Magic realism is an aesthetic style or genre of fiction in which magical elements blend with the real world. The story explains these magical elements as real occurrences, presented in a straightforward manner that places the ‘real’ and the ‘fantastic’ in the same stream of thought. One example, is when a character in the story continues to be alive beyond the normal length of life and this is subtly depicted by the character being present throughout many generations.
On the surface the story has no clear magical attributes and everything is conveyed in a real setting, but such a character breaks the rules of our real world. The author may give precise details of the real world such as the date of birth of a reference character and the army recruitment age, but such facts help to define an age for the fantastic character of the story that would turn out to be an abnormal occurrence like someone living for two hundred years.
The term is broadly descriptive rather than critically rigorous: author Matthew Strecher defines magic realism as ‘…what happens when a highly detailed, realistic setting is invaded by something too strange to believe.’ This critical perspective towards magical realism stems from the Western reader’s disassociation with mythology, a root of magical realism more easily understood by non-Western cultures. Western confusion regarding magical realism is due to the ‘…conception of the real’ created in a magical realist text: rather than explain reality using natural or physical laws, as in typical Western texts, magical realist texts create a reality ‘…in which the relation between incidents, characters, and setting could not be based upon or justified by their status within the physical world or their normal acceptance by bourgeois mentality.’
While the term ‘magical realism’ in its modern sense first appeared in 1955, the German art critic Franz Roh first used the phrase in 1925, to refer to a painterly style also known as Neue Sachlichkeit (the New Objectivity), an alternative championed by fellow German museum director Gustav Hartlaub. Roh believed magic realism is related to, but distinctive from, surrealism, due to magic realism’s focus on the material object and the actual existence of things in the world, as opposed to the more cerebral, psychological, and subconscious reality that the surrealists explored. Magic realism was later used to describe the uncanny realism by American painters such as Ivan Albright, Paul Cadmus, George Tooker, and other artists during the 1940s and 1950s. However, in contrast with its use in literature, magical realist art does not often include overtly fantastic or magical content, but rather looks at the mundane, the every day, through a hyper-realistic and often mysterious lens.
Roh’s magic realism’s theoretical implications greatly influenced European and Latin American literature. Italian Massimo Bontempelli, for instance, considered the first magic realist creative writer, sought to present the ‘…mysterious and fantastic quality of reality.’ He claimed that literature could be a means to create a collective consciousness by ‘…opening new mythical and magical perspectives on reality,’ and used his writings to inspire an Italian nation governed by Fascism. Venezuelan Arturo Uslar-Pietri was closely associated with Roh’s form of magic realism and knew Bontempelli in Paris. Rather than follow Cuban writer Alejo Carpentier’s developing versions of ‘the (Latin) American marvelous real,’ Uslar-Pietri’s writings emphasize ‘…the mystery of human living amongst the reality of life.’ He believed magic realism was ‘…a continuation of the vanguardia [or Avant-garde] modernist experimental writings of Latin America.’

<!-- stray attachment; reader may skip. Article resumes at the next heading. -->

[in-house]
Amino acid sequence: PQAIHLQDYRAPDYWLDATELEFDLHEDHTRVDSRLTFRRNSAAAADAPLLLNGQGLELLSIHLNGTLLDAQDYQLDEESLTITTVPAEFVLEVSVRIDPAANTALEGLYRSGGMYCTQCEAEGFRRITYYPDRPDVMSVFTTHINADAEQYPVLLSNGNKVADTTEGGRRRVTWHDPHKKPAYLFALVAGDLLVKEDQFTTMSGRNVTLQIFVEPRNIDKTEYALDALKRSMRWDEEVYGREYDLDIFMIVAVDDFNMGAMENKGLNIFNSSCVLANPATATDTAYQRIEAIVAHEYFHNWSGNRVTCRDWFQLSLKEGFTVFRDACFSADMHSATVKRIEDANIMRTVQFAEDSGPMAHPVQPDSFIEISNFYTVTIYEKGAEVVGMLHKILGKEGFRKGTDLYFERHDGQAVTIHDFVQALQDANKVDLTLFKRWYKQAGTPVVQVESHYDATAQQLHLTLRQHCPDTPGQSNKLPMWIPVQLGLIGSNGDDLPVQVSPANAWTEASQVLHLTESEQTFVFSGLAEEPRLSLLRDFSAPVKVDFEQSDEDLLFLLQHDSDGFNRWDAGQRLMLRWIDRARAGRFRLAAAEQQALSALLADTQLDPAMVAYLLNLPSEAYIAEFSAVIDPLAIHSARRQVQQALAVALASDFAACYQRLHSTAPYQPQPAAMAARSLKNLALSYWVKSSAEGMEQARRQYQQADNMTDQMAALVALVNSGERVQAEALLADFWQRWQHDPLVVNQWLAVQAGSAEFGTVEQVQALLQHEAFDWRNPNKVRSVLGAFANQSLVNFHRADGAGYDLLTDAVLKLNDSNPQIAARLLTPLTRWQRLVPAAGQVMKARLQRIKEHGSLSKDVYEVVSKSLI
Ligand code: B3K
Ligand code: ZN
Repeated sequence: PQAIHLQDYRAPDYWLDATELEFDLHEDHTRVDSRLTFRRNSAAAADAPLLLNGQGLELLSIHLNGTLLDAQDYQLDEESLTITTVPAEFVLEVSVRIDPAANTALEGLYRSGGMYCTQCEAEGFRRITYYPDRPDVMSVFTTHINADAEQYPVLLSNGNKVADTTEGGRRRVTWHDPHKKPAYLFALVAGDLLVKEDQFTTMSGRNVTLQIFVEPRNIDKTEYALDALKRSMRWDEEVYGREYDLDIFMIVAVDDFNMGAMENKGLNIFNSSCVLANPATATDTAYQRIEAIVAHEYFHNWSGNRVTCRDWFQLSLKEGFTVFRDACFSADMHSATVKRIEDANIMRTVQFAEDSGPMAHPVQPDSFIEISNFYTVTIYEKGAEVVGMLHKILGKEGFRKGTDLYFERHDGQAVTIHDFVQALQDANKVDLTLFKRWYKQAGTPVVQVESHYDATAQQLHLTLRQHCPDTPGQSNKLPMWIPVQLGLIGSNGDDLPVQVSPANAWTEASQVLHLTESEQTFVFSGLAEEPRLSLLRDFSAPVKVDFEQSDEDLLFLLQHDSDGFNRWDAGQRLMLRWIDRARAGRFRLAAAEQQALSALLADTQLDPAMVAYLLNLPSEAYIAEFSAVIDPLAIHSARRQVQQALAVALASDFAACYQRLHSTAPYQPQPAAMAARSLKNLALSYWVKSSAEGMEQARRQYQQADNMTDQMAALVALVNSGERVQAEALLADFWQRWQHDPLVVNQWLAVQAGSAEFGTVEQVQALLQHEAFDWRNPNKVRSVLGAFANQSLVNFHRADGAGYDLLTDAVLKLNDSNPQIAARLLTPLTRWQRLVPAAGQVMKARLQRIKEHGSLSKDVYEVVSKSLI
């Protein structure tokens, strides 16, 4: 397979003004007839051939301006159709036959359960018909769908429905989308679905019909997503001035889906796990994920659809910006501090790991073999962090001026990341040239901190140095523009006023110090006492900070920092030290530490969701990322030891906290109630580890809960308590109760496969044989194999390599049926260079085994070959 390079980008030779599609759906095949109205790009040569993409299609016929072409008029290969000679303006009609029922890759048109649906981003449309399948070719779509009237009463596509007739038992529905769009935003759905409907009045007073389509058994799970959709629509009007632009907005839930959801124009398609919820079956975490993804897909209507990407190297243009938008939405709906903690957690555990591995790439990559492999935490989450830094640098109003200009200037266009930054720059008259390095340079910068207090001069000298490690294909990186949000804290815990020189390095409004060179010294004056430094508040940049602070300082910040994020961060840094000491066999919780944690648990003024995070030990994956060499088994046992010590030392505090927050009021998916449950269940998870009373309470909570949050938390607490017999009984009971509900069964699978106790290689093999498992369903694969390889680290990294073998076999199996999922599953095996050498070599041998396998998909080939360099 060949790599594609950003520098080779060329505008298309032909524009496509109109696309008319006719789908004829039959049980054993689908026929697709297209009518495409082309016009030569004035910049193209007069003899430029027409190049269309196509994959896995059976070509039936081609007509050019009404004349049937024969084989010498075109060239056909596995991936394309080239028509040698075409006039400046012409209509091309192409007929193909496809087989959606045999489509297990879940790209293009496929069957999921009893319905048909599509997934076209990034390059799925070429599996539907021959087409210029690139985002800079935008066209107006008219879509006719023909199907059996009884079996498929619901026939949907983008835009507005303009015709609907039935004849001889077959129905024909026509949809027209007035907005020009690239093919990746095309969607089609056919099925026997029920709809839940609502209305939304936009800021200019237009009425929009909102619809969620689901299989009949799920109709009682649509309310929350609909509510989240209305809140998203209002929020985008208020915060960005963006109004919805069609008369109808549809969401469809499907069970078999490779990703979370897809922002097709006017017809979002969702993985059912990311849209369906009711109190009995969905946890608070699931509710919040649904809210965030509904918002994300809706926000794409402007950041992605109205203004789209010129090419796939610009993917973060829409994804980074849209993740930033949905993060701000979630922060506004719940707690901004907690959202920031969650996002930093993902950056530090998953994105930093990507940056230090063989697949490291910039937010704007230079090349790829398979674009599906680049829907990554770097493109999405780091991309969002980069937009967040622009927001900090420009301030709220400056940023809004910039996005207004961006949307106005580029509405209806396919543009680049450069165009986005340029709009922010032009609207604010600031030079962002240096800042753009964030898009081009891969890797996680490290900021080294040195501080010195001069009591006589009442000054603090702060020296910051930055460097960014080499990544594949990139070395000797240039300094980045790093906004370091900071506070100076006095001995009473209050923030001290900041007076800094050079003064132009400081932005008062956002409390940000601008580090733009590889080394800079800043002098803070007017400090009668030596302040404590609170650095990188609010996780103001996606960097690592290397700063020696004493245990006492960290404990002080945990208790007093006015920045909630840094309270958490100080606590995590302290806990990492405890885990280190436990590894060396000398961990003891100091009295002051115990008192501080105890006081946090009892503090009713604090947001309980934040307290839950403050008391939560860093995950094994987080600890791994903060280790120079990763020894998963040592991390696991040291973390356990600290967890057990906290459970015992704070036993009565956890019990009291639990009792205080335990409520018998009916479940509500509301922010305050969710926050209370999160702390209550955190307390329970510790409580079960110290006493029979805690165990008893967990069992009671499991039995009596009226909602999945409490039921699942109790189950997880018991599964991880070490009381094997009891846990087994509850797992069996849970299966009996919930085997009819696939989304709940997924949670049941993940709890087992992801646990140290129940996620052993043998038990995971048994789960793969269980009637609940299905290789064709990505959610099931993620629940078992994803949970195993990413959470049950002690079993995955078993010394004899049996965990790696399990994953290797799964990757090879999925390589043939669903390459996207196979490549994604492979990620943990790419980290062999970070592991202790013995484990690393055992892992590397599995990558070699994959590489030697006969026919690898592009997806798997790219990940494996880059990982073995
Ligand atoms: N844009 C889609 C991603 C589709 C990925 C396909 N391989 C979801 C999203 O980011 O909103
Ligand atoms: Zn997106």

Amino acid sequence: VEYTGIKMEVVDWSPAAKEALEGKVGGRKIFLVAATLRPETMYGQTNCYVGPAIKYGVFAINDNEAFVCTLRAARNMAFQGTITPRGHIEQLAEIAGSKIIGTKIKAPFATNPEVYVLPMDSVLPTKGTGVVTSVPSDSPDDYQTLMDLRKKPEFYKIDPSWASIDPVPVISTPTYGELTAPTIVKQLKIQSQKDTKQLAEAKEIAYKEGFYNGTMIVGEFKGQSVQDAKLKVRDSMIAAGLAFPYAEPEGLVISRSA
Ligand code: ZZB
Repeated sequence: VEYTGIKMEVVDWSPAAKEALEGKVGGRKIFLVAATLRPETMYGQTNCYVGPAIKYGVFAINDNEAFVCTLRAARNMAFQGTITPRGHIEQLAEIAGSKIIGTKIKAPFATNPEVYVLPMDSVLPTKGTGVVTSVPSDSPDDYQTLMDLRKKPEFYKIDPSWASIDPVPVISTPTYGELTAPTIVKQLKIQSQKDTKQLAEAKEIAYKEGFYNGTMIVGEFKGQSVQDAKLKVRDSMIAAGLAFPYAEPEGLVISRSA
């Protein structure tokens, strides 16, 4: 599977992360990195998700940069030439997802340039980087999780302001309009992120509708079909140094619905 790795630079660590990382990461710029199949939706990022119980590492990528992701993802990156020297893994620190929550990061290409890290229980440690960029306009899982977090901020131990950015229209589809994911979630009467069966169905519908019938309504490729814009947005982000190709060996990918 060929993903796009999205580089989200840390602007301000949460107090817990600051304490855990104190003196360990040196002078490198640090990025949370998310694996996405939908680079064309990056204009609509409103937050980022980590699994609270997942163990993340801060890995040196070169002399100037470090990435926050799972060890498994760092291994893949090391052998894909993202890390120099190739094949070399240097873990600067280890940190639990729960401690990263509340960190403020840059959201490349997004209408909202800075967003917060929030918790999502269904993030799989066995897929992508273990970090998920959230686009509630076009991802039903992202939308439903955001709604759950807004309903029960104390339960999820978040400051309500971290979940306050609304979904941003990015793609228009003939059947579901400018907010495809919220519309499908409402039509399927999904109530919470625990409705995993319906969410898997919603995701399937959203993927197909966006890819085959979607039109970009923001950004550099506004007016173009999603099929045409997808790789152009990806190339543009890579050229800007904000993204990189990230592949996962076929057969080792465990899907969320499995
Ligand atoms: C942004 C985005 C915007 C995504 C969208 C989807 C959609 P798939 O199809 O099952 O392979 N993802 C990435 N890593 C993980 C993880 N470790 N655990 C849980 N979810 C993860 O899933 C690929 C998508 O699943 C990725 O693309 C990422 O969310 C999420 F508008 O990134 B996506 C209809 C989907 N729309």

Literary magic realism originated in Latin America. Writers often traveled between their home country and European cultural hubs, such as Paris or Berlin, and were influenced by the art movement of the time. Carpentier and Uslar-Pietri, for example, were strongly influenced by European artistic movements, such as Surrealism, during their stays in Paris in the 1920s and 1930s. One major event that linked painterly and literary magic realisms was the translation and publication of Roh’s book into Spanish by Spain’s ‘Revista de Occidente’ in 1927, headed by major literary figure José Ortega y Gasset. ‘Within a year, Magic Realism was being applied to the prose of European authors in the literary circles of Buenos Aires.’ Jorge Luis Borges inspired and encouraged other Latin American writers in the development of magical realism – particularly with his first magical realist publication, ‘Historia universal de la infamia’ in 1935. Between 1940 and 1950, magical realism in Latin America reached its peak, with prominent writers appearing mainly in Argentina.
As recently as 2008, magical realism in literature has been defined as ‘…a kind of modern fiction in which fabulous and fantastical events are included in a narrative that otherwise maintains the ‘reliable’ tone of objective realistic report, designating a tendency of the modern novel to reach beyond the confines of realism and draw upon the energies of fable, folk tale, and myth while maintaining a strong contemporary social relevance. The fantastic attributes given to characters in such novels—levitation, flight, telepathy, telekinesis—are among the means that magic realism adopts in order to encompass the often phantasmagorical political realities of the 20th century.’